Both men and women wore tunics (loose gowns) of wool or linen.  Men wore togas or hooded cloaks over their tunics.  A wealthy woman might have a robe or shawl and scarf over her tunic.  Men's tunics were usually white, while women's were colored.  Street shoes were made of leather.  Slippers made of plant fibers were worn indoors. Women used cosmetics and jewelry, including rings, earrings, necklaces, bracelets, anklets, pendants and crowns.


· Romulus - according to legend, the founder of Rome in 753 BC.

· Augustus (emperor 27 BC-AD 14) - the first Roman emperor.


Regal Period - The Kings (753-509 BC)

Rome was said to be founded by twin brothers, Romulus and Remus. The two quarrelled and Remus was killed.  The city was named Rome and Romulus was the first king. It is not certain whether Romulus and Remus actually existed, but their story lives on.

Six other kings ruled between 715 and 509 BC.  In the 500's BC Etruscan rulers from the north controlled Rome and influenced Roman architecture. The Romans rebelled against the Etruscans in 509 BC, and established a republic form of government.

The Republic (509-264 BC)

During the Republic, two leaders were chosen each year. They were first called praetors and later consuls.  Since their power was shared and only lasted from year to year, potential abuse of power was limited. When the plebs became discontented and struggled for more power, wealthy plebs were allowed to serve in the Senate and one of the consul positions went to a pleb. Between 509 and 264 BC, the Roman Republic conquered the entire Italian peninsula.

The Punic Wars (264-146 BC)

Carthage, a Phoenician colony on the north coast of Africa, was the strongest naval power in the world.  Rome fought Carthage for control of the sea in the Punic (Phoenician) Wars.

· First Punic War (264-241 BC) - Colonies of Sicily, Sardinia, and Corsica fell to Rome.

· Second Punic War (218-201 BC) - Carthage lost Spain and its Mediterranean islands to Rome.

· Third Punic War (149-146 BC) - Rome destroyed Carthage.

Civil Wars (133-27 BC)

Between 133 and 67 BC, the Romans fought amongst themselves. Gaius Julius Caesar, Pompey the Great and Crassus formed a ruling triumvirate (group of three) in 59 BC.  After Crassus' death, Caesar and his  armies took control of Rome. He was elected consul with Marc Antony. Caesar was assassinated in 44 BC. Marc Antony formed a second triumvirate with Marcus Aemilius Lepidus and Octavian.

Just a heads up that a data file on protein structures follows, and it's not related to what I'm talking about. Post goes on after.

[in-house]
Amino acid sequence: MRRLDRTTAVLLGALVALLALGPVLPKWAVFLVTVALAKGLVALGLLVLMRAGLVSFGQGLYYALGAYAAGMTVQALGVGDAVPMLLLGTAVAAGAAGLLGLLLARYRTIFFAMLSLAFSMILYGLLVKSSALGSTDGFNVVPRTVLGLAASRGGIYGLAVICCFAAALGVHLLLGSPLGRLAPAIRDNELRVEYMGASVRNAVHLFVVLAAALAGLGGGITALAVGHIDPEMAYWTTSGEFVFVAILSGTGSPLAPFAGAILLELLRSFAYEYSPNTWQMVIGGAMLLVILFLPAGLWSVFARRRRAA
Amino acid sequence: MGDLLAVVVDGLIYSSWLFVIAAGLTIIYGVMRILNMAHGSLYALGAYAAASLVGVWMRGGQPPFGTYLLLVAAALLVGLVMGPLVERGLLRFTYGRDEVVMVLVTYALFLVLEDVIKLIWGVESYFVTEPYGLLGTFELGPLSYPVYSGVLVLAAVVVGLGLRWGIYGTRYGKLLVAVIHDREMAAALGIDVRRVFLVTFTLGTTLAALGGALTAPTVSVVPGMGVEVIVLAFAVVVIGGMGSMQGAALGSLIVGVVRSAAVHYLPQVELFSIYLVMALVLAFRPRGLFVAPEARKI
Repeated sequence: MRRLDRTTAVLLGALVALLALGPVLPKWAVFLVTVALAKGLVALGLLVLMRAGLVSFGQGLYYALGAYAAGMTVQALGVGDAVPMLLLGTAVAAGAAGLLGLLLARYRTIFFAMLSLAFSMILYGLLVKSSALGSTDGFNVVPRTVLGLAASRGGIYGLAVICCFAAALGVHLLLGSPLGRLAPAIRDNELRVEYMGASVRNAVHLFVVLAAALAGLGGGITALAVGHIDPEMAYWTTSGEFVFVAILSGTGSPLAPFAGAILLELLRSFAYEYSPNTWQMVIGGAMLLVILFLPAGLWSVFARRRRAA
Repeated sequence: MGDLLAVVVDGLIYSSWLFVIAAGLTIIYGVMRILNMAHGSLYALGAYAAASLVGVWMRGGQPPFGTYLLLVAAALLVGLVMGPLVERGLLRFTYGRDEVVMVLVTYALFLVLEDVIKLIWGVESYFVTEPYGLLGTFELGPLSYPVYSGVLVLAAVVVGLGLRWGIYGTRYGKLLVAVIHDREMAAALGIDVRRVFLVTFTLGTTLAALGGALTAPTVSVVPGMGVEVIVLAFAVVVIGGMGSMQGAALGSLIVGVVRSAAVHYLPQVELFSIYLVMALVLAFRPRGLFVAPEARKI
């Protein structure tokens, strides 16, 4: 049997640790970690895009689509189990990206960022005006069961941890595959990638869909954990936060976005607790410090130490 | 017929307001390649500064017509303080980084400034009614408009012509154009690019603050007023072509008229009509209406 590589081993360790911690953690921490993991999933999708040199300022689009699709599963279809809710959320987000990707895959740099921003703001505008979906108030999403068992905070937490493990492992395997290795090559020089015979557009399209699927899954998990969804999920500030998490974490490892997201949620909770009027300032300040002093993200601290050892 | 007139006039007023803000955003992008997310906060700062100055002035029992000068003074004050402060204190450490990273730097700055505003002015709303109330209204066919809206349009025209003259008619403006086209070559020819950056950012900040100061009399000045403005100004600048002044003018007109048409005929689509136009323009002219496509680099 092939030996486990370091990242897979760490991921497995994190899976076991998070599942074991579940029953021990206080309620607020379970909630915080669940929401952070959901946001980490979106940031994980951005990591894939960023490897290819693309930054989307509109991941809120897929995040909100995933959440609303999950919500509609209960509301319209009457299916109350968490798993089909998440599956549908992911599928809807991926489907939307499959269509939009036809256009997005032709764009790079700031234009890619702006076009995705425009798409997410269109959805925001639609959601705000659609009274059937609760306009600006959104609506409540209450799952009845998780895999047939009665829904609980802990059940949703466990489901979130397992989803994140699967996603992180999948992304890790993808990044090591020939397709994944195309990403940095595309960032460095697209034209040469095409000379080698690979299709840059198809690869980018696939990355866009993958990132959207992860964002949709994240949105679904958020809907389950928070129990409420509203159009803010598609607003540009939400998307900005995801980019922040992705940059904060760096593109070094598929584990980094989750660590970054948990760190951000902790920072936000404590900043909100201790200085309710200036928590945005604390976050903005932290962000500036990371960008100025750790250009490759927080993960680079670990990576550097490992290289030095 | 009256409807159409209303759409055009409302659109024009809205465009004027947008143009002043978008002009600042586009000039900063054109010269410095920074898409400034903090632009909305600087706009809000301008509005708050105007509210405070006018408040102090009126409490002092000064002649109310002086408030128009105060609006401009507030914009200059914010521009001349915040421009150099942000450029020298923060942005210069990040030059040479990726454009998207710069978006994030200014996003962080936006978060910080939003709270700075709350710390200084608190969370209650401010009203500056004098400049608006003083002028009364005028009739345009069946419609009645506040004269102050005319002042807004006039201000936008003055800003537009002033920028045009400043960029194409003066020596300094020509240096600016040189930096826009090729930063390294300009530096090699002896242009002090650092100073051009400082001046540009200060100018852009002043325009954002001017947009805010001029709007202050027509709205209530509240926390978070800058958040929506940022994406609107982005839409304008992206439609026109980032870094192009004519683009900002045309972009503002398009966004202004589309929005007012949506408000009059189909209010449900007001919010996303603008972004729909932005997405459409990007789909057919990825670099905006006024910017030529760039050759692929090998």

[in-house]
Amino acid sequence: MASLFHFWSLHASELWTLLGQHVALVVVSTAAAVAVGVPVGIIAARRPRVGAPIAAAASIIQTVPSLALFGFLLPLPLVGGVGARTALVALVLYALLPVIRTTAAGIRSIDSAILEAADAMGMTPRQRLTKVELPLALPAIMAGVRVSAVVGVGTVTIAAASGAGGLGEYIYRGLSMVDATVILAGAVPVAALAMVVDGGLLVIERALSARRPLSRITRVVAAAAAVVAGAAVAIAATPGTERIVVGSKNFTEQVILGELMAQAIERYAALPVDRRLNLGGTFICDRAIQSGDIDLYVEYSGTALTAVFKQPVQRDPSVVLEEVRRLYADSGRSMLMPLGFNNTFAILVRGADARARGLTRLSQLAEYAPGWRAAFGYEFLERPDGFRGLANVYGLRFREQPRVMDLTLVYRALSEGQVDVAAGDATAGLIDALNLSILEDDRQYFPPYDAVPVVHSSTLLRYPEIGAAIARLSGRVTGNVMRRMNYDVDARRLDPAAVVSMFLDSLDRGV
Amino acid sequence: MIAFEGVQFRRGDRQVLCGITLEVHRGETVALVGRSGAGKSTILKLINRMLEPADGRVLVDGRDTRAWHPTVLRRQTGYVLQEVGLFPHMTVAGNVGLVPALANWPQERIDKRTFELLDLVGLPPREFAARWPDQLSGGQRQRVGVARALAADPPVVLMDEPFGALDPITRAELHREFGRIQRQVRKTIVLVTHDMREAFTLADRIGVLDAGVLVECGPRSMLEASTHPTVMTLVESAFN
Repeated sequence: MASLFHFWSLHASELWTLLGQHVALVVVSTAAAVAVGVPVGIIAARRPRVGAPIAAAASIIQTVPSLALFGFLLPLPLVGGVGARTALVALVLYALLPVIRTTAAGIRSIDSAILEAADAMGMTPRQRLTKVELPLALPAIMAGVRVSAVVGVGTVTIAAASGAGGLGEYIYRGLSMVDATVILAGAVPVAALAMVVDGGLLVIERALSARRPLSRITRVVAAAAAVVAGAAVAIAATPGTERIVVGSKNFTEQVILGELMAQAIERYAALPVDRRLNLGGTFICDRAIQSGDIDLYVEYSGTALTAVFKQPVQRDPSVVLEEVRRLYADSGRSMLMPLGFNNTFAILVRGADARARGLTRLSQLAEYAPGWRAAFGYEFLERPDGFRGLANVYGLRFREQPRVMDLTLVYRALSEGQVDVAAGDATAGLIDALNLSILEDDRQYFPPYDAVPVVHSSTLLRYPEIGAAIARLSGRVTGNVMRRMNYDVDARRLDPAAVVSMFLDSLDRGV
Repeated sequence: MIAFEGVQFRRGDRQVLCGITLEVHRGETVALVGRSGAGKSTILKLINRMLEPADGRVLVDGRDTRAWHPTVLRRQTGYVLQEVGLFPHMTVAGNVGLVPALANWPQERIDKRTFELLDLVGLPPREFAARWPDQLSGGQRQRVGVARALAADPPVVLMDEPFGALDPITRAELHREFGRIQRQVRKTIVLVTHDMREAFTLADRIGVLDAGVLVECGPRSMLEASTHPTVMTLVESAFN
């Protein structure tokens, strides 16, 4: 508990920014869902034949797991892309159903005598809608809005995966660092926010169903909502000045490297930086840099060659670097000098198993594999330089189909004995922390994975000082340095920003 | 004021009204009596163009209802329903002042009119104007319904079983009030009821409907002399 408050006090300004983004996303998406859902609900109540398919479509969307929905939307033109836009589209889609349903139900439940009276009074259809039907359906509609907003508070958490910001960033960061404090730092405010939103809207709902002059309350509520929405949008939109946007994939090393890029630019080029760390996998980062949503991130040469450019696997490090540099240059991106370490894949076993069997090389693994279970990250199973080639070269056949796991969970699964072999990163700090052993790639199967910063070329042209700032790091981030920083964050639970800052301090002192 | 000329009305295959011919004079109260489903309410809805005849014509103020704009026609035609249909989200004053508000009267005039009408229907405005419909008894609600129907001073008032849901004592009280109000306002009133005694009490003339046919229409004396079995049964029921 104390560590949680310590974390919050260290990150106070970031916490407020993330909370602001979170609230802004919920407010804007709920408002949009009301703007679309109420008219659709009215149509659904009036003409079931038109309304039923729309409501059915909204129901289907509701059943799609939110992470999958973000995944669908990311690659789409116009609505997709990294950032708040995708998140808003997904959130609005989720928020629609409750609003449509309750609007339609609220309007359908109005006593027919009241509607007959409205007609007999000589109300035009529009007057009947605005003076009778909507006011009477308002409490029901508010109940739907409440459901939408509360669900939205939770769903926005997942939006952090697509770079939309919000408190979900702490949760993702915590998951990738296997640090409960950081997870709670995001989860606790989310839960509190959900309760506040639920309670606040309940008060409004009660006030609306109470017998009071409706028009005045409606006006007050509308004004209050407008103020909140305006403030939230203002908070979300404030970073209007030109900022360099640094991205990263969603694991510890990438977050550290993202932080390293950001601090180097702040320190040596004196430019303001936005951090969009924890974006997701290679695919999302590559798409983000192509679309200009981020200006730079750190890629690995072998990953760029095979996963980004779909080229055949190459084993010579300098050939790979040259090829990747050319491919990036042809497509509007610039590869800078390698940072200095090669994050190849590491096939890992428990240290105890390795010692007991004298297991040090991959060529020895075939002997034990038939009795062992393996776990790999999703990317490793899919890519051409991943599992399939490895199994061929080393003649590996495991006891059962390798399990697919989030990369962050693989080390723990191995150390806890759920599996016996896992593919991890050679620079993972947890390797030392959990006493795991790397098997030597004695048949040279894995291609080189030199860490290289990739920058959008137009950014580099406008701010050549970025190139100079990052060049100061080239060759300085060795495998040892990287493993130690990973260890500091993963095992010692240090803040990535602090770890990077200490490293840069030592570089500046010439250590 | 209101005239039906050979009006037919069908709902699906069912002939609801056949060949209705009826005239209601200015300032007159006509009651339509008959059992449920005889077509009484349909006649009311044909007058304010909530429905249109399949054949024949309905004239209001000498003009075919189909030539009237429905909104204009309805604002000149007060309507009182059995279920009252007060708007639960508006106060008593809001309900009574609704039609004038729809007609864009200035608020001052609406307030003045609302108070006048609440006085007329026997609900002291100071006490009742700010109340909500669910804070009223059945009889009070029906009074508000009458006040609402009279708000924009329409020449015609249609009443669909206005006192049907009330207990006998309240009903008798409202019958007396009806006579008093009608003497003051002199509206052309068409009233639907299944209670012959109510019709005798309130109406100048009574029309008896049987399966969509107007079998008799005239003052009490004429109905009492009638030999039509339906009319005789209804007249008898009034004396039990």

The Roman Empire (27 BC - AD 476)

In 29 BC, Octavian became ruler of the Roman Empire, taking the name of Augustus in 27 BC.  He instituted social reforms, and built temples, basilicas, and other civic buildings, beginning about 200 years known as the time of Pax Romana (Roman Peace).

The emperors who followed Octavian were not as civic minded nor as well liked. They were Caligula (AD 37-41) who was insane and tyrannical, and Nero (AD 54-68) who was accused of setting fire to the city and later committed suicide. Tiberius (AD 14-37),Claudius (AD 41-54), Vespasian ( AD 69-79), and Titus (AD 79-81) were more effective but duller.

Domitian (AD 81-96), a cruel tyrant, was murdered. He was succeeded by the "five good emperors:" Marcus Cocceius Nerva, Trajan, Hadrian, Antoninus Pius, and Marcus Aurelius. Each was chosen for his ability, rather than inheriting the throne.

In AD 180, Marcus Aurelius was succeeded by his son, Lucius Aelius Aurelius Commodus, who was cruel and murderous.  Rome began a period of decline which lasted for over a hundred years.

Under Diocletian (AD 284-305), Rome regained some of its earlier splendor but civil war returned again after he left the throne.  In AD 312, Constantine the Great became emperor.  He adopted Christianity as the state religion and founded a new seat of government at Constantinople (now Istanbul, in Turkey). 

After Constantine's death in AD 337, the empire returned to war and unrest. In AD 395, the Empire was divided The East Roman Empire survived as the Byzantine Empire until 1453. The West Roman Empire continued to decline until AD 476, when the last Roman Emperor, Romulus Augustulus, was overthrown by invaders from the north.


Romans were the first to make wide use of the arch to support roofs, roadways, and aqueducts.  Aqueducts like this one were built to carry water from mountain springs down into the fountains and public baths of the cities.  One Roman aqueduct was more than 50 miles long.  The aqueducts were made of stone, brick, or concrete.  The channel along the top where the water ran was lined with hard cement.

One of the finest examples of Roman architecture and engineering is the Colosseum, a huge outdoor theater completed in AD 80 under the Emperor Vespasian.  Its official name is the Flavian Amphitheatre (Flavian was the dynasty name of Emperor Vespasian).  The Colosseum covered 7½ acres and could hold 50,000 spectators. There were 80 entrances so all those people could enter or exit within ten minutes.  It was made of brick and concrete with a stone covering on the exterior, and was oval in shape (620 feet by 510 feet) and 157 feet high.  The arena, which was 285 feet by 180 feet, was separated from the spectators by a 15-foot wall. 

The entertainment in the Colosseum was often gladiators (fighters) matched against lions, bears, or each other.  The wild animals were kept in cages under the floor, which was made in sections to allow for scenery changes.  Also, the arena could be flooded and actual ships could take part in mock naval battles there! Seating was divided by social class, with ring-side seats reserved for the elite (senators and wealthy noblemen). Ordinary people (farmers, laborers, soldiers, shopkeepers) sat further up. The top level was a place where the lowest class, the slaves, could stand and watch.


1000 BC People settle near Tiber River
753 BC City of Rome founded
509 BC Beginning of Republic
265 BC Rome gains control of Italian peninsula
27 BC Roman Empire born
AD 395 Empire divided
AD 476 Roman Empire overthrown